George Washington Pinkham and Elvira Melissa Flannagan welcomed their first child into the world on March 17, 1843 and named him Charles Hubert Pinkham. He was born in Port Huron, Michigan, where the St. Clair River flows to the great Lake Huron. George was a shoemaker and owner of George W. Pinkham & Company in downtown Port Huron. Charles and his siblings who grew beyond infancy were raised in a mercantile environment. Thus, Charles developed skills to operate a business at an early age.
In 1866, at the age of 23, Charles moved to Peoria, Illinois and there he met Luella White. Luella and Charles were married in Peoria on May 31, 1867. Their son, Charles Almon Pinkham, was born in Peoria in 1868. The young family migrated to Rock Bluff Township in Cass County, Nebraska in 1870. When the town of South Bend was starting to develop as a result of The Burlington & Missouri River Railroad constructed a line from Plattsmouth to Lincoln, Charles seized the opportunity. In 1872, he opened a general store. That same year, he was appointed as Postmaster of South Bend and operated the post office out of a corner of the general store. Tragedy struck the young family when Luella died unexpectedly on August 25, 1872 in South Bend.
In 1873, Charles purchased the grain elevator in South Bend. Then he married Helen Claira Cooley on February 14, 1874 in Plattsmouth, Nebraska. While in South Bend, Charles and Helen would have their three sons: John, James Patterson, and Frank. There was some excitement in the store when in November 1880, the store safe was blown up and a considerable amount of money stolen. Charles continued to operate the general story and remained post master. In 1879, a wagon bridge was built across the Platte River connecting South Bend with Sarpy County, which made the general store more convenient for those on the north side of the river. However, an ice jam and fire damaged the bridge in 1881 and it was abandoned. That same year, Charles sold the grain elevator, general store, and completed his term as Postmaster. This may have occurred because of the bridge and the Great Flood of 1881, which swelled the Platte River and flooded several towns. By 1885, the family lived across the Platte River in Springfield, Nebraska where Charles was working as a grain dealer. They moved to Lincoln, Nebraska around 1887. Their daughter, Hubertine C., was born in Nebraska in 1888.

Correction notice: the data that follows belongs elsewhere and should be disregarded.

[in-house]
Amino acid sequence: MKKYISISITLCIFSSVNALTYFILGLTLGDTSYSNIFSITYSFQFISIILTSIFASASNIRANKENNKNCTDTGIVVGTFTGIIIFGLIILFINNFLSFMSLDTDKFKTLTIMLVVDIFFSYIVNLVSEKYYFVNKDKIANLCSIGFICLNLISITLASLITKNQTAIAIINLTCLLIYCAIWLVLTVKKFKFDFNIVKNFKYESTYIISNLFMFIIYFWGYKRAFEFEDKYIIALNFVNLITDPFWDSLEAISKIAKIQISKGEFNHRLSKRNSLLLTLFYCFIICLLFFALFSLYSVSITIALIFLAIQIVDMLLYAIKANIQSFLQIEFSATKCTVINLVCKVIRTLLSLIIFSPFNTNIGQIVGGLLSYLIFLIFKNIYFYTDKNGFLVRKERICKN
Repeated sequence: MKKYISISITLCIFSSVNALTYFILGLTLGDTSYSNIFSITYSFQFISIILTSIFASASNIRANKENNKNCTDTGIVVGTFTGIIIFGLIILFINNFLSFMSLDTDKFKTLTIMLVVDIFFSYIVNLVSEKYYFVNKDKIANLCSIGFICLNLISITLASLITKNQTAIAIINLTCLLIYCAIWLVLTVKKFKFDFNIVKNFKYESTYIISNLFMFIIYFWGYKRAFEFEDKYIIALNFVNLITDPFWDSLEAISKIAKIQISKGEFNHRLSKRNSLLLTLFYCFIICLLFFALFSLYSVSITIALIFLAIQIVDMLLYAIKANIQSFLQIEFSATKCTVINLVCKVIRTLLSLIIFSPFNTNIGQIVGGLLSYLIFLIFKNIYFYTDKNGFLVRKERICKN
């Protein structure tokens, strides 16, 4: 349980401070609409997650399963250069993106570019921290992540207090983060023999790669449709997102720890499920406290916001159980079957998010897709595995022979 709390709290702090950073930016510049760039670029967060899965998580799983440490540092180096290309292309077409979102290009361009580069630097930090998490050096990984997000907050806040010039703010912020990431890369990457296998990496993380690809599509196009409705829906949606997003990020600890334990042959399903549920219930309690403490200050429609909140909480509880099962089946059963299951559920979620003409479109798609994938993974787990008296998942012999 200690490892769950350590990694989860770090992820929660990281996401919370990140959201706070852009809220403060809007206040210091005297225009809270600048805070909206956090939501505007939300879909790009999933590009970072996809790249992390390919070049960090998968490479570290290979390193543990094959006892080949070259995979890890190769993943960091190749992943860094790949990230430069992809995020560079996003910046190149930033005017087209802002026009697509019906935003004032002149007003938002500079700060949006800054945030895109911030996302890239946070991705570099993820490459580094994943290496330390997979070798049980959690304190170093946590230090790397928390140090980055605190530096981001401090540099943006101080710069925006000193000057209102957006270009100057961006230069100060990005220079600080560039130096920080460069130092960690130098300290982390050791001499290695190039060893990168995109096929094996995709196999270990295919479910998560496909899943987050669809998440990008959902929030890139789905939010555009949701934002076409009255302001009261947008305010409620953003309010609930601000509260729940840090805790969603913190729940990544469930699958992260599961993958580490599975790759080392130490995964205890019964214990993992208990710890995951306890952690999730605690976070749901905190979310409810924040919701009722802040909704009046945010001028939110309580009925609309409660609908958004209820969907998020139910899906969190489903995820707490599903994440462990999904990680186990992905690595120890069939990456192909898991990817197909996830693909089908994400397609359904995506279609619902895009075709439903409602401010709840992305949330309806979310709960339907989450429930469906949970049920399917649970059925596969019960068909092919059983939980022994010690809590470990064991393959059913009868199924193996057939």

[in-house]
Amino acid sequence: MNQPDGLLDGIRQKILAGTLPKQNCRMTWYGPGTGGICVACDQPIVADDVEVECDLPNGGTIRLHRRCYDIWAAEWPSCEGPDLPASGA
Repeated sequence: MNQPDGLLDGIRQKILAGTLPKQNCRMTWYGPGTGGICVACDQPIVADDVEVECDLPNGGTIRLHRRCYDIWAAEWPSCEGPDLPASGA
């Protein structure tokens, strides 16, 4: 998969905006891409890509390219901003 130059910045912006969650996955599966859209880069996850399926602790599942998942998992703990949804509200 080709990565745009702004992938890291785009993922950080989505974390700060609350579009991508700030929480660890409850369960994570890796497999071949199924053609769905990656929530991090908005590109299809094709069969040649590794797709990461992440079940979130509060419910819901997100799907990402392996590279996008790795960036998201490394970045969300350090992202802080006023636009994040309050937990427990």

The Pinkham’s left Nebraska arriving in Abilene, Kansas in 1888. Charles and his brother George owned a dry goods store named The Rescue, which was located at 318 N. Broadway (currently occupied by Hairtiques). In July 1890, The Rescue moved to a refitted storefront at 312 N. Broadway Street (current the north half of The Other Jones). Charles bought out George’s share of the business around 1894. George moved from Solomon, Kansas to Guthrie, Oklahoma shortly thereafter. Around 1896, the business was renamed C. H. Pinkham’s and moved to the northeast corner of the post office block (now addressed 311 NW. 3rd and occupied by John Purvis, Attorney). The post office block was a 3-story brick building at the southeast corner of 3rd and Cedar Streets. Charles’ son, John was going to business school and planned on work in his dad’s business. John, James, and Frank all worked in the business at different times.
In the mid-1890’s, Charles became involved with a number of fraternal and civic organizations. He was a member of the Crescent Council No. 10 of the F.A.A., the Knight of Pythias, the Commercial Club (now the Abilene Area Chamber of Commerce), and the Abilene Chess Club. Helen was active in the community and was a member of The Ladies’ Aid Society. In October 1898, the Pinkham’s purchased the house at 502 NW. 6th Street. John Pinkham worked in the post office in Cleveland, Ohio when he grew weak from consumption and could no longer work. He returned to Abilene and died at the family home on November 8, 1900.